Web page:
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(BBSRC DTP CASE) Integrated catalysis for the regioselective functionalization of pharmaceutical precursors

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  • Full or part time
    Prof J Micklefield
    Prof M Greaney
  • Application Deadline
    No more applications being accepted
  • Competition Funded PhD Project (European/UK Students Only)
    Competition Funded PhD Project (European/UK Students Only)

Project Description

The project aims to integrate novel enzymes (biocatalysts) with synthetic catalysts (chemocatalysts) to develop new methods for more efficient, lower cost and environmentally sustainable production of pharmaceuticals which are urgently required to combat disease. Currently most pharmaceuticals are produced by multi-step synthetic methods, with deleterious reagents and solvents, from non renewable petrochemicals, all of which come at significant cost. In this project we aim to develop more sustainable processes, combining biocatalysts and chemocatalysts, to deliver key pharmaceutically relevant compounds under mild conditions, in water, utilising more benign reagents and renewable feedstocks. Many biocatalysts and chemocatalysts are incompatible. A key challenge in this project is the development of technology that will enable multiple different enzymes and chemocatalysts to be combined in one reaction vessel. The combination of multiple catalytic transformations in a single reaction cascade represents a potential step-change improvement in efficiency, avoiding multiple work-up and purifications steps required to isolate intermediates. To address this major challenge, we recently developed the first example of integrated chemobiocatalytic cascades, including enzymes with transition-metal catalysed (TM) cross-coupling chemistry, in one reaction vessel, to achieve regiodivergent arylation or alkenylation of aromatic scaffolds [1]. In collaboration with AztraZeneca, we aim to develop new chemoenzymatic cascade reactions which will enable functionalization of pharmaceutical scaffolds to generate compounds with improved biological activity and physical properties for further development. Training will be provided in biological chemistry/biocatalysis and in chemocatalysis under the supervision of Prof. Jason Micklefield and Prof. Michael Greaney. The project will also involve close interactions with AztraZeneca scientists and will include a placement period at AztraZeneca where the student can obtain additional training and skills in world leading industrial labs. Students from Chemistry or Biological Sciences degree programmes, who possess a desire to do cutting edge research at the Chemistry-Biology interface are encouraged to apply.

Qualification
Applications are invited from UK/EU nationals only. Applicants must have obtained, or be about to obtain, at least an upper second class honours degree (or equivalent) in a relevant subject.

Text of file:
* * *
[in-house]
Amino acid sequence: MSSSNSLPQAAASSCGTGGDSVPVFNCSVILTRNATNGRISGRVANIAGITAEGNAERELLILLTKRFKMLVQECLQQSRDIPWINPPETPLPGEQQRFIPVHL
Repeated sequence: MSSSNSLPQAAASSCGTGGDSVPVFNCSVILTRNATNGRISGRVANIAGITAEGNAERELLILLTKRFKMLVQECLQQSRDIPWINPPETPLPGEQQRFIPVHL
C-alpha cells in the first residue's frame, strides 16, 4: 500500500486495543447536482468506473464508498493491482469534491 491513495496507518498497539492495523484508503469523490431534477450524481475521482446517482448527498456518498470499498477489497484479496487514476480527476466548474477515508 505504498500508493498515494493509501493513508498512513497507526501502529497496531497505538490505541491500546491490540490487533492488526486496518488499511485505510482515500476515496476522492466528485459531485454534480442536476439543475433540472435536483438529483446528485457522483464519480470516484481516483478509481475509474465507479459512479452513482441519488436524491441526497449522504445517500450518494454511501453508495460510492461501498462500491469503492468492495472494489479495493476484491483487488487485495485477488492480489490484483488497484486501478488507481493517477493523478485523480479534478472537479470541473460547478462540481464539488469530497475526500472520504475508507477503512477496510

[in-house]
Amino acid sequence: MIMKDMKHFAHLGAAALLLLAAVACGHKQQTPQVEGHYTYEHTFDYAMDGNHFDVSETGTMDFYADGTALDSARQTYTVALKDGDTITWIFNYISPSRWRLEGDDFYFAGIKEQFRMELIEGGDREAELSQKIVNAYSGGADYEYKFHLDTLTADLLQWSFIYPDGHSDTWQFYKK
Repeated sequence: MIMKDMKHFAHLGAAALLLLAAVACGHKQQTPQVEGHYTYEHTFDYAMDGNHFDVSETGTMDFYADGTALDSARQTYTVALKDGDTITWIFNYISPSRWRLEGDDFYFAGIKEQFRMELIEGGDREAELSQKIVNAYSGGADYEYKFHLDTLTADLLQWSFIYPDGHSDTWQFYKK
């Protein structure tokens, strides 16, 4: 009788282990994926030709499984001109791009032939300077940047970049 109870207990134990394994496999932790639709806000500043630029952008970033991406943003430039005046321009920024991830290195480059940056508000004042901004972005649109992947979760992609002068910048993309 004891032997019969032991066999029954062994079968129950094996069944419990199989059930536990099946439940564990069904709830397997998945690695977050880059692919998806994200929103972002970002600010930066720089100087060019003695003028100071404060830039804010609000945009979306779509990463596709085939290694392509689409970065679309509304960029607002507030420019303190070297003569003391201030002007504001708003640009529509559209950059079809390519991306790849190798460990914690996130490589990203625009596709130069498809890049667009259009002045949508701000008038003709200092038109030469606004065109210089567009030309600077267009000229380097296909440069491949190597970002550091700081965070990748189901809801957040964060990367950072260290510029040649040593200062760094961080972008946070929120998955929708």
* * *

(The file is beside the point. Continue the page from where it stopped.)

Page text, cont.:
Contact for further Information
For more details contact Professor Jason Micklefield ([email protected])

https://www.research.manchester.ac.uk/portal/jason.micklefield.html
https://www.research.manchester.ac.uk/portal/michael.greaney.html

Funding Notes

This is a CASE studentship is to be funded under the BBSRC Doctoral Training Programme. If you are interested in this project, please make direct contact with the Principal Supervisor to arrange to discuss the project further as soon as possible. You MUST also submit an online application form - full details on how to apply can be found on the BBSRC DTP website www.manchester.ac.uk/bbsrcdtpstudentships

References

Selected related recent publications:
[1] Integrated Catalysis Opens New Arylation Pathways via Regiodivergent Enzymatic C-H Activation. J. Latham, H. H. Sharif, J.-M. Henry, B. R. K. Menon, S. A. Shepherd, M. F. Greaney, J. Micklefield Nature Commun. 2016, 7, 1187 (http://dx.doi.org/10.1038/NCOMMS11873);

[2] RadH: AVersatile Halogenase for Integration into Synthetic Pathways. B Menon, E. Brandenburger, H. H. Sharif, U. Klemstein, S. A. Shepherd, M. F. Greaney, J. Micklefield Angew. Chem. Int. Ed. 2017 (http://dx.doi.org/10.1002/anie.201706342);

[3] An Engineered Tryptophan Synthetase Opens New Enzymatic Pathways to b-Methyltryptophan and Derivatives. D. Francis, M. Winn, J. Latham, M. F. Greaney, J. Micklefield ChemBioChem 2017, 18, 382-386 (http://dx.doi.org/10.1002/cbic.201600471);

[4] Extending the biocatalytic scope of regiocomplementary flavin-dependent halogenase enzymes. S. A. Shepherd, C. Karthikeyan, J. Latham, A.-W. Struck, M. L. Thompson, B. Menon, C. Levy, D. Leys and J. Micklefield Chemical Science 2015, 6,3454-3460 (http://dx.doi.org/10.1039/C5SC00913H)

[5] Development of Halogenase Enzymes for Use in Synthesis J. Latham, E. Brandenburger, S. A. Shepherd, B. R. K. Menon and J.Micklefield Chem. Rev. 2017, in press (http://dx.doi.org/10.1021/acs.chemrev.7b00032)

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